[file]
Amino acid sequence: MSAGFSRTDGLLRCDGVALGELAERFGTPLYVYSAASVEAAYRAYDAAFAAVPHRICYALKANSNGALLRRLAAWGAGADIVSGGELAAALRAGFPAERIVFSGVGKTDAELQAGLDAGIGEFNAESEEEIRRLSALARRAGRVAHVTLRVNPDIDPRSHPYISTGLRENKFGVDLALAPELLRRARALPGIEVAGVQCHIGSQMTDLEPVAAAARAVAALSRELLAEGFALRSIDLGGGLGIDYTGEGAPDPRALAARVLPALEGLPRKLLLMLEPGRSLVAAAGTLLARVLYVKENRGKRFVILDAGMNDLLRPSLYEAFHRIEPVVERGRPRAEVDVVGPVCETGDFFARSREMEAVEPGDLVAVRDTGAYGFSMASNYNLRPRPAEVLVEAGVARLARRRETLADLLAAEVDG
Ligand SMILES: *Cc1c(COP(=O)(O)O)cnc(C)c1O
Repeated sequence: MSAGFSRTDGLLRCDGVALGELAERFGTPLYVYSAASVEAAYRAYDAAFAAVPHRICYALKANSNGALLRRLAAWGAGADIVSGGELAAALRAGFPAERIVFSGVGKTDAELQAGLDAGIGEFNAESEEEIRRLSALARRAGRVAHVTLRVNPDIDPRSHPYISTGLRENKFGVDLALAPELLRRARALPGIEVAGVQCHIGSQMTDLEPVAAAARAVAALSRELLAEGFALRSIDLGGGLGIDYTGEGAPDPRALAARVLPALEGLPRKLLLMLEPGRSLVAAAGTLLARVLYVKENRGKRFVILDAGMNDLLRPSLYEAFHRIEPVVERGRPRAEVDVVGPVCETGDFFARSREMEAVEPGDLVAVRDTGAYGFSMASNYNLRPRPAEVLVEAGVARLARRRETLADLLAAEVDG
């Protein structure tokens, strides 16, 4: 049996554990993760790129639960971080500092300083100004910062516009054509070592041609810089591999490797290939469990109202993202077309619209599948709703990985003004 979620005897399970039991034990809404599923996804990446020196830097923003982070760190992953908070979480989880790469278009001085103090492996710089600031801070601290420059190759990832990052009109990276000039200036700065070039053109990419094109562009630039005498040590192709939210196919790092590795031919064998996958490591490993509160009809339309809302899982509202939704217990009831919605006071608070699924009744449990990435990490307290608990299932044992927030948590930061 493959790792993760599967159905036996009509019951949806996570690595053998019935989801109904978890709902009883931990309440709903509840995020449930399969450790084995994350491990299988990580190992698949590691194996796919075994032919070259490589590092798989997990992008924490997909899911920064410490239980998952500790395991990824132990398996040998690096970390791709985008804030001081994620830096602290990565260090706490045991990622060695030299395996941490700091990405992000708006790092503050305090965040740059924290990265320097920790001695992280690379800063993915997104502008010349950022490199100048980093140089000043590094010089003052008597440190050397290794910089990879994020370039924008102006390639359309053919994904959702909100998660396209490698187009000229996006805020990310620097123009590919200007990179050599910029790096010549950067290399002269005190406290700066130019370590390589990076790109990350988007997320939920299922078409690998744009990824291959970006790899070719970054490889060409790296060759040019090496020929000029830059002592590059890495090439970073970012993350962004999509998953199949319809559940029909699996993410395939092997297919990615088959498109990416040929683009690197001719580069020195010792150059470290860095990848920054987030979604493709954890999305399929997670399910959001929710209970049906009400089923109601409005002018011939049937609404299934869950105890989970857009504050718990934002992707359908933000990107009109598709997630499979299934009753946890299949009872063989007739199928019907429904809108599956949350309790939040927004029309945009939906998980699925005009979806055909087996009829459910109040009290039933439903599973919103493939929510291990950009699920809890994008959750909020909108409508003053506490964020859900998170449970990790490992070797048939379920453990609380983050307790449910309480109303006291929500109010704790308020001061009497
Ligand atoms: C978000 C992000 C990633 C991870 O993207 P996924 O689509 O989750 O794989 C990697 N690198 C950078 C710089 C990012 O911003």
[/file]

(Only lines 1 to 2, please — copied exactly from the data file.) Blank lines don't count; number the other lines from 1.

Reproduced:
Amino acid sequence: MSAGFSRTDGLLRCDGVALGELAERFGTPLYVYSAASVEAAYRAYDAAFAAVPHRICYALKANSNGALLRRLAAWGAGADIVSGGELAAALRAGFPAERIVFSGVGKTDAELQAGLDAGIGEFNAESEEEIRRLSALARRAGRVAHVTLRVNPDIDPRSHPYISTGLRENKFGVDLALAPELLRRARALPGIEVAGVQCHIGSQMTDLEPVAAAARAVAALSRELLAEGFALRSIDLGGGLGIDYTGEGAPDPRALAARVLPALEGLPRKLLLMLEPGRSLVAAAGTLLARVLYVKENRGKRFVILDAGMNDLLRPSLYEAFHRIEPVVERGRPRAEVDVVGPVCETGDFFARSREMEAVEPGDLVAVRDTGAYGFSMASNYNLRPRPAEVLVEAGVARLARRRETLADLLAAEVDG
Ligand SMILES: *Cc1c(COP(=O)(O)O)cnc(C)c1O